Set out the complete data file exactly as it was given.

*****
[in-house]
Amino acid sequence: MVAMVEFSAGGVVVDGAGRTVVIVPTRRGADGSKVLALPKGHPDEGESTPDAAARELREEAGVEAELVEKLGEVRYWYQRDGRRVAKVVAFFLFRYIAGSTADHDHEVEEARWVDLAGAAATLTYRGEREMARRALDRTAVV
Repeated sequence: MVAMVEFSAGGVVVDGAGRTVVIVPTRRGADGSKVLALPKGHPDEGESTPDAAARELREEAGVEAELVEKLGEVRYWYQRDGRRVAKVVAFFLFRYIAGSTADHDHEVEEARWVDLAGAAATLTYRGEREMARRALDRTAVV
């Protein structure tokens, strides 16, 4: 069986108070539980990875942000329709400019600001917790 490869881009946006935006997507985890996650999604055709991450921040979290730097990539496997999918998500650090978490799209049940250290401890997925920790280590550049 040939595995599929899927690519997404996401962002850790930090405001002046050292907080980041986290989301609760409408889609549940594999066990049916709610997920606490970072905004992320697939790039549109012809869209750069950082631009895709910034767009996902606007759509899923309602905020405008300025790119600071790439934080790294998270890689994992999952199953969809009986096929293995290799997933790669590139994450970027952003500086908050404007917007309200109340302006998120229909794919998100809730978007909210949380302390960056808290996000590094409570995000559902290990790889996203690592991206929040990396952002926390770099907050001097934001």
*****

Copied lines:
[in-house]
Amino acid sequence: MVAMVEFSAGGVVVDGAGRTVVIVPTRRGADGSKVLALPKGHPDEGESTPDAAARELREEAGVEAELVEKLGEVRYWYQRDGRRVAKVVAFFLFRYIAGSTADHDHEVEEARWVDLAGAAATLTYRGEREMARRALDRTAVV
Repeated sequence: MVAMVEFSAGGVVVDGAGRTVVIVPTRRGADGSKVLALPKGHPDEGESTPDAAARELREEAGVEAELVEKLGEVRYWYQRDGRRVAKVVAFFLFRYIAGSTADHDHEVEEARWVDLAGAAATLTYRGEREMARRALDRTAVV
């Protein structure tokens, strides 16, 4: 069986108070539980990875942000329709400019600001917790 490869881009946006935006997507985890996650999604055709991450921040979290730097990539496997999918998500650090978490799209049940250290401890997925920790280590550049 040939595995599929899927690519997404996401962002850790930090405001002046050292907080980041986290989301609760409408889609549940594999066990049916709610997920606490970072905004992320697939790039549109012809869209750069950082631009895709910034767009996902606007759509899923309602905020405008300025790119600071790439934080790294998270890689994992999952199953969809009986096929293995290799997933790669590139994450970027952003500086908050404007917007309200109340302006998120229909794919998100809730978007909210949380302390960056808290996000590094409570995000559902290990790889996203690592991206929040990396952002926390770099907050001097934001």